The Airmen also spent two days working with the Alaska National Guard’s 2nd Battalion, 211th Aviation Regiment. One day was spent in a classroom with the regiment’s medevac unit, where they learned cold-weather specific tactical combat casualty care. The aviators also supported the training’s final combat scenario, providing medevacs to the simulated combat’s casualties.

“We’ve done medical training, [tactical combat casualty care] and things of that nature… now we’re getting knowledge from the Soldiers up here, who do things in the mountains and Arctic environment,” said Webb. “Pulling that knowledge of how you treat hypothermia, how you treat frostbite …. versus what we dealt with the past 20 years in a different [area of responsibility].”

“It wasn’t even necessarily the Arctic cold weather training, but it was the questions, the back-and-forth of it,” he continued. “You can read a book on it all day long, but if you’re talking to the author, you’ll get those little details. It’s good to have that insight.”

After the training wrapped up, the team prepared to leave the sub-zero temperatures of Alaska and return to the warm beaches of Florida – bringing back a new set of skills and validated capabilities.

“As leads, not only were we thinking about the actual build and the project,” said Johnson. “From my perspective, it’s about the personalities and the camaraderie. When you put people in an austere location in a stressful situation, whether it be from external weather or threats, how can those people come together and work as a team and react? It’s been an awesome experience together.”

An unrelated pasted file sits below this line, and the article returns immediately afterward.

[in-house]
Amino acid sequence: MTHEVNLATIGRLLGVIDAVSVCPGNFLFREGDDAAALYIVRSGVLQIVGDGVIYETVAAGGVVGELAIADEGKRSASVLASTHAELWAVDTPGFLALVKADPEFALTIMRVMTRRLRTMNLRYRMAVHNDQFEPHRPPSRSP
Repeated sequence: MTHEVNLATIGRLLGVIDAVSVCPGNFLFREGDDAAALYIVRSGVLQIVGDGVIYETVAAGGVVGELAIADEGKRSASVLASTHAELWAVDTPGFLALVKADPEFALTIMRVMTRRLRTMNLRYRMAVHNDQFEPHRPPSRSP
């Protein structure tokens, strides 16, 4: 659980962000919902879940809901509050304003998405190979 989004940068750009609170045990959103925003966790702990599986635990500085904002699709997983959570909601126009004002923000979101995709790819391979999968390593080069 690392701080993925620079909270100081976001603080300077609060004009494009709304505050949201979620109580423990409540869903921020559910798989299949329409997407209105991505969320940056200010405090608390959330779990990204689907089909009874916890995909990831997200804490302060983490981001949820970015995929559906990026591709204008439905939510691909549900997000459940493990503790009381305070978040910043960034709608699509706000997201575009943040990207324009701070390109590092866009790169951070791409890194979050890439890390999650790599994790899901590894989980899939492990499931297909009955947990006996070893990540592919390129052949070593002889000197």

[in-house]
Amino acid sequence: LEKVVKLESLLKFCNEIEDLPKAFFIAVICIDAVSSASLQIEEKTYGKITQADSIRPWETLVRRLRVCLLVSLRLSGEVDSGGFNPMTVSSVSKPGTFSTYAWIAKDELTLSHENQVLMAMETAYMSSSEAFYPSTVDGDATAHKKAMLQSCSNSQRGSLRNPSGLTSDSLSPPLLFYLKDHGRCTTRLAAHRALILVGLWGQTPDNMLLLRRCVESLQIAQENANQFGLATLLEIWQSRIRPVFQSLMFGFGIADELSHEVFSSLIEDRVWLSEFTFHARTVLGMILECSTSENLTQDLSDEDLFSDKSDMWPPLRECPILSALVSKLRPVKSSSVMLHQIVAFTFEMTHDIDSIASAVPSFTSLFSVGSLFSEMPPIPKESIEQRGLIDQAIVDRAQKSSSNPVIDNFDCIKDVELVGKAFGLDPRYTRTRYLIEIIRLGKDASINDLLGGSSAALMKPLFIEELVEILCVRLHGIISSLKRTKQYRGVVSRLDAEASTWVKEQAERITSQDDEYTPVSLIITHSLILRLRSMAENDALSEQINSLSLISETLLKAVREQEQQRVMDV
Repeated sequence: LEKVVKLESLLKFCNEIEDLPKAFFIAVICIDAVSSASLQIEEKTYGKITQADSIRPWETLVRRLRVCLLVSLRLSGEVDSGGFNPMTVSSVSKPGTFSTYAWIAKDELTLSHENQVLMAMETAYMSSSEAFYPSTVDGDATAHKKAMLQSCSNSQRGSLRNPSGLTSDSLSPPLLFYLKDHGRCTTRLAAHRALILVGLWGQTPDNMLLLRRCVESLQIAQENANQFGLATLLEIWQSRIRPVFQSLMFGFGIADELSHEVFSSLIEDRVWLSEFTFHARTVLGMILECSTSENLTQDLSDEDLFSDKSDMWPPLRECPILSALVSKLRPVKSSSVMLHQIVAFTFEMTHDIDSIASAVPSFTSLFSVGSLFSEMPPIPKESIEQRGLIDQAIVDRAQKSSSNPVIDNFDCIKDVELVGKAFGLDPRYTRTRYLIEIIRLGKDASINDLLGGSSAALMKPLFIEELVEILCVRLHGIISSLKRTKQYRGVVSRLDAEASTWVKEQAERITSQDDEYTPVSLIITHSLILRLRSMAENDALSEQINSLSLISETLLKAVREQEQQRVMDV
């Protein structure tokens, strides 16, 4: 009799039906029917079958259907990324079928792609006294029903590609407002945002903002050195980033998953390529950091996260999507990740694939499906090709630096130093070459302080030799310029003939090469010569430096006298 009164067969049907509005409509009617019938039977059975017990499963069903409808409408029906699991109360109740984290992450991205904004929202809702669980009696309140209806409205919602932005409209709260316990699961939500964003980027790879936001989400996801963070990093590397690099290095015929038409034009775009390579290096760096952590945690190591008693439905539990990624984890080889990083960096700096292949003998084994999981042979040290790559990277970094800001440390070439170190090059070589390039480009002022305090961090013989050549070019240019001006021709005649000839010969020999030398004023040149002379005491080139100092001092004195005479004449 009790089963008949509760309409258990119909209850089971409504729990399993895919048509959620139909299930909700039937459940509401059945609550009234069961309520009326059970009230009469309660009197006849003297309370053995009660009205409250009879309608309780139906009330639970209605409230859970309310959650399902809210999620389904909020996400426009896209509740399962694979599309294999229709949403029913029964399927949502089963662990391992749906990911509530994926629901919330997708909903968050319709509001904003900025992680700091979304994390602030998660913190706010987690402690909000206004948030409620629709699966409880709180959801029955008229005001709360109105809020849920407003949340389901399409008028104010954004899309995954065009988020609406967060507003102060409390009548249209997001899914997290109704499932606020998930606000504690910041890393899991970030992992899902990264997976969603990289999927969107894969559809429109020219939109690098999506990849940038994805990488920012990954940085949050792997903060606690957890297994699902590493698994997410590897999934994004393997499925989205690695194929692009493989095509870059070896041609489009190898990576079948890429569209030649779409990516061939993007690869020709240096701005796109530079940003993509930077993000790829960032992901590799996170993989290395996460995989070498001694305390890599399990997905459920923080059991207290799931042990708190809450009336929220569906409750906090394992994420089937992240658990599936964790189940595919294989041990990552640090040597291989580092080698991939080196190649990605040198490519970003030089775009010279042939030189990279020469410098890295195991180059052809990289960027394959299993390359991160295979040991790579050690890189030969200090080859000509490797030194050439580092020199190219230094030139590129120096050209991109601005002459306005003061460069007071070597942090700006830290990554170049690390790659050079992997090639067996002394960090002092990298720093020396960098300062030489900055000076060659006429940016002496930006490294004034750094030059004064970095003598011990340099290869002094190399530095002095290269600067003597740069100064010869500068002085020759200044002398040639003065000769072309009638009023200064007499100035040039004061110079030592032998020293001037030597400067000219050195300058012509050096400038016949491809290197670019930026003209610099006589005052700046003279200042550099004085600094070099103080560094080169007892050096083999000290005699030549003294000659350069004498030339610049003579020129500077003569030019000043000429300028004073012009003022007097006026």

By Senior Airman Patrick Sullivan, 673d ABW/PA

8 Responses to “Det 1, 24th SOW Trains In Alaska”

  1. No1_Important says:

    Soldier in the first picture is taking the adage “two is one, one is none” a little too far.

    • rob c says:

      Although it doesn’t state what the pronouns are, that’s an airman or woman

    • Strike-Hold says:

      well, given that the photos show a MEDEVAC rehearsal, I suspect that the Air Warrior in the photo is carrying the carbine of the Air Warrior being evac’d.

      • No1_Important says:

        I know, but I tried a little attempt at humor. Now a question. Is it really necessary anymore to have dedicated MEDEVAC units that go out of their way to remain unarmed or should the US Military follow the PJ’s example of armed Helos, escorts and medics? In todays wars fought by Mercenaries and Terrorist groups who respect no laws why should we go out of our way to disarm a helo and attempt to be honorable in an honor less world?


        • SSD says:

          Unarmed Medevac? Okay…

          • No1_Important says:

            According to the Geneva Convention and the Red Cross on the side of the dustoff i’d have to assume yes, an unarmed Medevac chopper.


            • Lasse says:

              The marked chopper itself cannot be armed, but personnel can absolutely be armed for the purpose of self-defense. Which they are in the photos.

              The Norwegian NAD in Afghanistan had 1 marked chopper and 2 unmarked escorts armed with miniguns, completely within the rules of the GC.

              And the article you linked to has several good reasons why you want them unarmed, mainly so that you can actually carry more patients.

  2. Frier Duck says:

    Are the old MSR Denali Snow shoes finally getting phased out? Those look more like the MSR Lightning Ascent.